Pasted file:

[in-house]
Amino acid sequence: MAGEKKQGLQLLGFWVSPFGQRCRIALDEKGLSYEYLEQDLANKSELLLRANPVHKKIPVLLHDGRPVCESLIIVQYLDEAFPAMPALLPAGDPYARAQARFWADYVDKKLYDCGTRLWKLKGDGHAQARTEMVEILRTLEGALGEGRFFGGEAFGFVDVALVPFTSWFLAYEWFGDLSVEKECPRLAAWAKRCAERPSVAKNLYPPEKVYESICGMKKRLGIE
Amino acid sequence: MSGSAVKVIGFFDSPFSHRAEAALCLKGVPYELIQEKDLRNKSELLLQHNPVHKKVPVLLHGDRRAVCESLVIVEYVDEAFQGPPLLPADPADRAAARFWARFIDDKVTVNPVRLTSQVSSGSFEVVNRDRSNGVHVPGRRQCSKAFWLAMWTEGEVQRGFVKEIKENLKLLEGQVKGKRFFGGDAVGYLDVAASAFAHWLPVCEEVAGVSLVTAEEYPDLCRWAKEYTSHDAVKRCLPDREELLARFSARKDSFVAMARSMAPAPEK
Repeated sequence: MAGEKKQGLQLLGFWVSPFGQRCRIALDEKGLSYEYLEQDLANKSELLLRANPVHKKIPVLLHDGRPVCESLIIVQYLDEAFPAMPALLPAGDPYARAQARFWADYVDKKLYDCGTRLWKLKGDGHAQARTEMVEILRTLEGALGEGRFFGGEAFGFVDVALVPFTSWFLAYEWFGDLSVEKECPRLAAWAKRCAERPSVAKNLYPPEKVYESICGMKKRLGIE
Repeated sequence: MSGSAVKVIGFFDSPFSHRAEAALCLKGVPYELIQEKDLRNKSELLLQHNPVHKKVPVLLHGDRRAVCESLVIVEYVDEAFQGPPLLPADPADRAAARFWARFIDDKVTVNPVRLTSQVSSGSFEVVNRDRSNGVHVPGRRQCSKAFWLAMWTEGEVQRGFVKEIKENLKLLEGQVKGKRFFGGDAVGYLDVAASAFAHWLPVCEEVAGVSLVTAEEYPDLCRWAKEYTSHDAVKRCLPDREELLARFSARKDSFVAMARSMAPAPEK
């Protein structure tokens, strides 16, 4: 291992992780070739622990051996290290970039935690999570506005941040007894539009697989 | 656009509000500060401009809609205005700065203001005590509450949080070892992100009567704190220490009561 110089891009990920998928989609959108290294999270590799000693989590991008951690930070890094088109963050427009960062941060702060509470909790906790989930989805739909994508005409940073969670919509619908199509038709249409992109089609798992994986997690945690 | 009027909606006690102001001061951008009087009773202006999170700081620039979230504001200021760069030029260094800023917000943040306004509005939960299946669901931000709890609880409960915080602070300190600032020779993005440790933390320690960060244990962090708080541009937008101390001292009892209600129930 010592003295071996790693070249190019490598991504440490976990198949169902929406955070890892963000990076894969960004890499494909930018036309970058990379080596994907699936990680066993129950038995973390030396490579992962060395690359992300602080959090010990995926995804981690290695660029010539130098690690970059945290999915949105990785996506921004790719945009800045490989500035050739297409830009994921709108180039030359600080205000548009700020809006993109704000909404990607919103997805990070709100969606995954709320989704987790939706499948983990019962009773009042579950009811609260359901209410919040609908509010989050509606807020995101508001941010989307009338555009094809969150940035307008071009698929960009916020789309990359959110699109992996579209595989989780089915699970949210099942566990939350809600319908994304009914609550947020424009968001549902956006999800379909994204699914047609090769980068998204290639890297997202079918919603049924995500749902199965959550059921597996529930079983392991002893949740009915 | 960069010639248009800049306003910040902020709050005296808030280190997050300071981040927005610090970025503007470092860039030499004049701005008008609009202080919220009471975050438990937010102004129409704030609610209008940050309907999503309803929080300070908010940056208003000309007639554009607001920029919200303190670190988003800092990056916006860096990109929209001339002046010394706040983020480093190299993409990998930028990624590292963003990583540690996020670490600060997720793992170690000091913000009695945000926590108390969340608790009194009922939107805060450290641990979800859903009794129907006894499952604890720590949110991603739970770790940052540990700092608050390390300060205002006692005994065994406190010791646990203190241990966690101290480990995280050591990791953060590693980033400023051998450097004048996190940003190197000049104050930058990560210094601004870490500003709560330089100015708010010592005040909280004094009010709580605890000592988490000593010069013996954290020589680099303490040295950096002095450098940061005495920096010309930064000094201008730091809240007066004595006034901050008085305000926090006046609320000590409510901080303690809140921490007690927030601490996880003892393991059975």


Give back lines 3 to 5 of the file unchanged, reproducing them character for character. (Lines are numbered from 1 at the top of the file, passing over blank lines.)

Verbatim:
Amino acid sequence: MSGSAVKVIGFFDSPFSHRAEAALCLKGVPYELIQEKDLRNKSELLLQHNPVHKKVPVLLHGDRRAVCESLVIVEYVDEAFQGPPLLPADPADRAAARFWARFIDDKVTVNPVRLTSQVSSGSFEVVNRDRSNGVHVPGRRQCSKAFWLAMWTEGEVQRGFVKEIKENLKLLEGQVKGKRFFGGDAVGYLDVAASAFAHWLPVCEEVAGVSLVTAEEYPDLCRWAKEYTSHDAVKRCLPDREELLARFSARKDSFVAMARSMAPAPEK
Repeated sequence: MAGEKKQGLQLLGFWVSPFGQRCRIALDEKGLSYEYLEQDLANKSELLLRANPVHKKIPVLLHDGRPVCESLIIVQYLDEAFPAMPALLPAGDPYARAQARFWADYVDKKLYDCGTRLWKLKGDGHAQARTEMVEILRTLEGALGEGRFFGGEAFGFVDVALVPFTSWFLAYEWFGDLSVEKECPRLAAWAKRCAERPSVAKNLYPPEKVYESICGMKKRLGIE
Repeated sequence: MSGSAVKVIGFFDSPFSHRAEAALCLKGVPYELIQEKDLRNKSELLLQHNPVHKKVPVLLHGDRRAVCESLVIVEYVDEAFQGPPLLPADPADRAAARFWARFIDDKVTVNPVRLTSQVSSGSFEVVNRDRSNGVHVPGRRQCSKAFWLAMWTEGEVQRGFVKEIKENLKLLEGQVKGKRFFGGDAVGYLDVAASAFAHWLPVCEEVAGVSLVTAEEYPDLCRWAKEYTSHDAVKRCLPDREELLARFSARKDSFVAMARSMAPAPEK